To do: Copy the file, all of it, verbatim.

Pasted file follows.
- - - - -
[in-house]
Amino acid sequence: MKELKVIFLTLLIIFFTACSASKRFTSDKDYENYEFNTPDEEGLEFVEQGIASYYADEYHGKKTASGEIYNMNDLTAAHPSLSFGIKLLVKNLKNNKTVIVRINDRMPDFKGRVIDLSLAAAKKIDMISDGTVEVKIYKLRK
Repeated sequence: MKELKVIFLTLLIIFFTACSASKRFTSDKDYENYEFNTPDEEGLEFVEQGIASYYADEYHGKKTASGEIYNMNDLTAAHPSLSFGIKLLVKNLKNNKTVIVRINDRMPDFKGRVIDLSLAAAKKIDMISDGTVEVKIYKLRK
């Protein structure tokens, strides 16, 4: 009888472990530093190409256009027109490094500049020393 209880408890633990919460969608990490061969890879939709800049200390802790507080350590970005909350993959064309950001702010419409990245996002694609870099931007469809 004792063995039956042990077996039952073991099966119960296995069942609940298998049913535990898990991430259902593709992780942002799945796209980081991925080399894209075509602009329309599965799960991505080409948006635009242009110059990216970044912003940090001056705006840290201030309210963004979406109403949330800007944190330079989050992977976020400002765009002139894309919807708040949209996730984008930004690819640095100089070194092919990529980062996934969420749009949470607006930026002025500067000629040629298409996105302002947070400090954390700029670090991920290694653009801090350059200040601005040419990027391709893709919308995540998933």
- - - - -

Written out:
[in-house]
Amino acid sequence: MKELKVIFLTLLIIFFTACSASKRFTSDKDYENYEFNTPDEEGLEFVEQGIASYYADEYHGKKTASGEIYNMNDLTAAHPSLSFGIKLLVKNLKNNKTVIVRINDRMPDFKGRVIDLSLAAAKKIDMISDGTVEVKIYKLRK
Repeated sequence: MKELKVIFLTLLIIFFTACSASKRFTSDKDYENYEFNTPDEEGLEFVEQGIASYYADEYHGKKTASGEIYNMNDLTAAHPSLSFGIKLLVKNLKNNKTVIVRINDRMPDFKGRVIDLSLAAAKKIDMISDGTVEVKIYKLRK
């Protein structure tokens, strides 16, 4: 009888472990530093190409256009027109490094500049020393 209880408890633990919460969608990490061969890879939709800049200390802790507080350590970005909350993959064309950001702010419409990245996002694609870099931007469809 004792063995039956042990077996039952073991099966119960296995069942609940298998049913535990898990991430259902593709992780942002799945796209980081991925080399894209075509602009329309599965799960991505080409948006635009242009110059990216970044912003940090001056705006840290201030309210963004979406109403949330800007944190330079989050992977976020400002765009002139894309919807708040949209996730984008930004690819640095100089070194092919990529980062996934969420749009949470607006930026002025500067000629040629298409996105302002947070400090954390700029670090991920290694653009801090350059200040601005040419990027391709893709919308995540998933």